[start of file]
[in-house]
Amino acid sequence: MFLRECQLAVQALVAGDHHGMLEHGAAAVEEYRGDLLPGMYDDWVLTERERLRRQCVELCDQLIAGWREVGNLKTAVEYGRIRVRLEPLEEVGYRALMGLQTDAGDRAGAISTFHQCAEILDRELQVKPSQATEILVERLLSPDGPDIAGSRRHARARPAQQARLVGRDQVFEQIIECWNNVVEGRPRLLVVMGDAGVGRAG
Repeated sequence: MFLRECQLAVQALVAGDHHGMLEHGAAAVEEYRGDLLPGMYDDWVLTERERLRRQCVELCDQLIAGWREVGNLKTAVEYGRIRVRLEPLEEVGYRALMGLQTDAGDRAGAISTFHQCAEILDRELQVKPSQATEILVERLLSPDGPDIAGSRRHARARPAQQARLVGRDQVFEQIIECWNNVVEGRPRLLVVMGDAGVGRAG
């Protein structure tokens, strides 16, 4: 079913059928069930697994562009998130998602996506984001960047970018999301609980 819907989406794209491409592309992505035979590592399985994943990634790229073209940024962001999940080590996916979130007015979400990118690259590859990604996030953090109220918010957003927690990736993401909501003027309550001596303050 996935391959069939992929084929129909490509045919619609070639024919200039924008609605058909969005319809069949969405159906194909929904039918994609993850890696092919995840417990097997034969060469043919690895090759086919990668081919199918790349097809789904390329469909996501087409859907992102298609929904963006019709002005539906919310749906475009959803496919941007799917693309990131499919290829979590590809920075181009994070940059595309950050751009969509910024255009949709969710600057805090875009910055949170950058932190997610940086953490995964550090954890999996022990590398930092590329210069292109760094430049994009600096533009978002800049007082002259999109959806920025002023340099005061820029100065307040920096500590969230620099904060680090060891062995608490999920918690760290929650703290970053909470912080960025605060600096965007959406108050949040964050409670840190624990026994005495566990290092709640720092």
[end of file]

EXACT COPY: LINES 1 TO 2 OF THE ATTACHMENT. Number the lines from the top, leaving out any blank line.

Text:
[in-house]
Amino acid sequence: MFLRECQLAVQALVAGDHHGMLEHGAAAVEEYRGDLLPGMYDDWVLTERERLRRQCVELCDQLIAGWREVGNLKTAVEYGRIRVRLEPLEEVGYRALMGLQTDAGDRAGAISTFHQCAEILDRELQVKPSQATEILVERLLSPDGPDIAGSRRHARARPAQQARLVGRDQVFEQIIECWNNVVEGRPRLLVVMGDAGVGRAG